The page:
Before the battle began, Yudhisthira did something unexpected. He suddenly dropped his weapons, took off his armour and started walking towards the Kaurava army with folded hands in prayer. The Pandava brothers and the Kauravas looked on in disbelief, thinking Yudhisthira was surrendering even before the arrow was shot. Soon Yudhisthira's purpose was clear as he fell on Bhishma's feet to seek his blessing for his success. Bhishma, grandfather to both Pandavas and the Kauravas, blessed Yudhisthira. Yudhisthira returned to his chariot and the battle was ready to commence.


Bhishma's havoc

When the battle commenced, Bhishma went through the Pandava army and wreaked havoc wherever he went. Abhimanyu, Arjuna's son, seeing this went straight at Bhishma, defeated Bhishma's bodyguards and directly attacked the commander of the Kaurava forces. The Pandavas suffered numerous losses and were defeated at the end of the first day. Virata's sons Uttara and Sweta were slain by Shalya and Bhishma. Krishna consoled the distraught Yudhisthira saying that eventually victory would be his. Abhimanyu (Sanskrit: अभिमन्यु, abhimanyu) is a tragic hero in the Hindu epic, the Mahabharata. ... In Hindu mythology, Virata is the king in whose court the Pandavas spent a year in concealment during their exile. ... Uttara in Hindu mythology is the name of the son of King Virata who went into battle with Arjuna, in disguise, as his charioteer. ... King Shalya was the brother of Madri, the mother of Nakula and Sahadeva. ... Bheeshma makes his vow. ...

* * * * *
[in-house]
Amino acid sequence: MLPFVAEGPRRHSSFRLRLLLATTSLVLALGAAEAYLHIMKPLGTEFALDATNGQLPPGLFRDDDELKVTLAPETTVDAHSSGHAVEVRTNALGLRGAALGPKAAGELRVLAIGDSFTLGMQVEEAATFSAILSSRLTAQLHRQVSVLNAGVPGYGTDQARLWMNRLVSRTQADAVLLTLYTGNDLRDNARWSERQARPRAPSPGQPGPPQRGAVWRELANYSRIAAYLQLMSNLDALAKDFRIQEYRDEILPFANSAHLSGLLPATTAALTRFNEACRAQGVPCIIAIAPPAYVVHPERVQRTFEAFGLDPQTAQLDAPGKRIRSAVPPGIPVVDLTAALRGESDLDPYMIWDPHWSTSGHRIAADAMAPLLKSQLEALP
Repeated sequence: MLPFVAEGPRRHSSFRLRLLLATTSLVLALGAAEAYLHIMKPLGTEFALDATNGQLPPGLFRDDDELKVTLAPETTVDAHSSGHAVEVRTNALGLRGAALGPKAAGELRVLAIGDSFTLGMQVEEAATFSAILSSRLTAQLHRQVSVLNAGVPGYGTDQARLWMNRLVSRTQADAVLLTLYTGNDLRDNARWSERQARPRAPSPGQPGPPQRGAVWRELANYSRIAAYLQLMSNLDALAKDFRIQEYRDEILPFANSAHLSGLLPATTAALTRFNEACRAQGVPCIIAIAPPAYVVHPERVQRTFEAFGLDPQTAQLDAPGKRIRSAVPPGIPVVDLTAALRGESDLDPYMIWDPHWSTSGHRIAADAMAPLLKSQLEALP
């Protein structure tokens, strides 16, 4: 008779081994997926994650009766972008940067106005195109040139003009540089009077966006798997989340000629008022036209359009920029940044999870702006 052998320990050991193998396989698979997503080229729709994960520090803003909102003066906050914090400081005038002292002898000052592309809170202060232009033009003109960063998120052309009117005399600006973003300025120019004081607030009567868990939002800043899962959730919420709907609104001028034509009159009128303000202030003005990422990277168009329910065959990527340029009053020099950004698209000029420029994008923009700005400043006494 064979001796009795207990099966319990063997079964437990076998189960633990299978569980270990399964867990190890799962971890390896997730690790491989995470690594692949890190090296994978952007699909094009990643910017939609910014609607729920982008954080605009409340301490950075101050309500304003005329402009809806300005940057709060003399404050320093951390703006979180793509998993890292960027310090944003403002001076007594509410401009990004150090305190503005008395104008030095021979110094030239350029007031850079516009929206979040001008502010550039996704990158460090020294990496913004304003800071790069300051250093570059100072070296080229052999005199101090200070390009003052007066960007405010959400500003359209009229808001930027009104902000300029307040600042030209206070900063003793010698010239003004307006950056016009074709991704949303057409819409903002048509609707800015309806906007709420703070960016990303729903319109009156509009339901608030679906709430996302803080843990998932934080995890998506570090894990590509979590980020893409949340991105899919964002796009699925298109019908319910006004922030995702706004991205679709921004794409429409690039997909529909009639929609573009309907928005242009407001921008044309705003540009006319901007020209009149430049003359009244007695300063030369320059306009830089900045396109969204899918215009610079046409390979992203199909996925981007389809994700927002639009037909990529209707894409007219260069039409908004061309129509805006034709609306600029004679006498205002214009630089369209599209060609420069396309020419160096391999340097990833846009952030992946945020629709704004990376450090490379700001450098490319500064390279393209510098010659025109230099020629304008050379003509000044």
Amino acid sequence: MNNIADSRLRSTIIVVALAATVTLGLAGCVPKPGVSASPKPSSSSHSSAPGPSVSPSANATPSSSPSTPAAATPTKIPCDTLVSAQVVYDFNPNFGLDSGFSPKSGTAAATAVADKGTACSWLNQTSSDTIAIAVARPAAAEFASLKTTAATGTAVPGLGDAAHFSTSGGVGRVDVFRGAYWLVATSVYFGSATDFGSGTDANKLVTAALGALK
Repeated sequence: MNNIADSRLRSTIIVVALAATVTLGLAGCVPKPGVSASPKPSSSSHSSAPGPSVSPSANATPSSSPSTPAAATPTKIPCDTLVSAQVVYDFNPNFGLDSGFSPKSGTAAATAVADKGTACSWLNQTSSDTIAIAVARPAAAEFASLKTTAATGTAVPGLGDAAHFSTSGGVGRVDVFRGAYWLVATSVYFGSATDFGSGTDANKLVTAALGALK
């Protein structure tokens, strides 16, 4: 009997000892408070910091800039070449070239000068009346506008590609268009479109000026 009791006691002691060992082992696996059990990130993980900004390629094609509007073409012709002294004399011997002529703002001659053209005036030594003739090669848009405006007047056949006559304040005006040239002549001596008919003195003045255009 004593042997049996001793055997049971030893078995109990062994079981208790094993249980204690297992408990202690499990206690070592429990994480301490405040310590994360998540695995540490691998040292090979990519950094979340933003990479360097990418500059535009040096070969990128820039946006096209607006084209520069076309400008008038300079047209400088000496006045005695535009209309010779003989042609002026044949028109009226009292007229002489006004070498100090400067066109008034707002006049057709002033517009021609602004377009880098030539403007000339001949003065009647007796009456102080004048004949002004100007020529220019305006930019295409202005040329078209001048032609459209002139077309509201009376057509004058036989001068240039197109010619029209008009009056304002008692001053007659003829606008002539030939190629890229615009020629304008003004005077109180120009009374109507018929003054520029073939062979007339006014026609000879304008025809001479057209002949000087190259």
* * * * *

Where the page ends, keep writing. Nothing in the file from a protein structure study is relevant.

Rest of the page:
Arjuna-Bhishma duel

The second day of the war commenced with a confident Kaurava army facing the Pandavas. Arjuna, realising that something needed to be done quickly to reverse the Pandava losses, decided that he must try and kill Bhishma. Krishna skillfully located Bhishma's chariot and steered Arjuna toward Bhishma. Arjuna tried to engage Bhishma in a duel, but the Kaurava soldiers placed around Bhishma to protect him attacked Arjuna to try and prevent him from directly engaging Bhishma. Arjuna and Bhishma fought a fierce battle and it raged for hours. Drona and Dhristadyumna similarly engaged in a duel and Drona broke Dhristadyumna's bow numerous times. Bhima intervened and rescued Dhristadyumna. Duryodhana sent the Kalinga forces to attack Bhima and most of them lost their lives at his hands. Bhishma immediately came to relieve the battered Kalinga forces.Satyaki, who was assisting Bhima, shot at Bhishma's charioteer and killed him. Bhishma's horses, with no one to control them, bolted carrying Bhishma away from the battle field. The Kaurava army had suffered great losses at the end of the second day. The Kurukshetra war detailed in the Hindu epic Mahabharata was between the ancient Hindu clans of Kaurava and Pandava and lasted eighteen days. ... In the epic Mahabharata, Drona (Sanskrit: द्रोण, droNa) or Dronacharya (द्रोणाचार्य, droNāchārya) is the royal guru to the Kauravas and the Pandavas. ... Dhristadyumna was the son of Drupada and brother of Draupadi and Shikhandi in the classic epic Mahabharata. ... A motif depicting Bheema in the battle ready posture. ... Context : Kingdoms of Ancient India Kalinga forms the southern part of Orissa state. ... In the Mahabharata epic, Satyaki, also called Yuyudhana, a powerful warrior belong to the Yadava-Vrishni dynasty of Lord Krishna. ...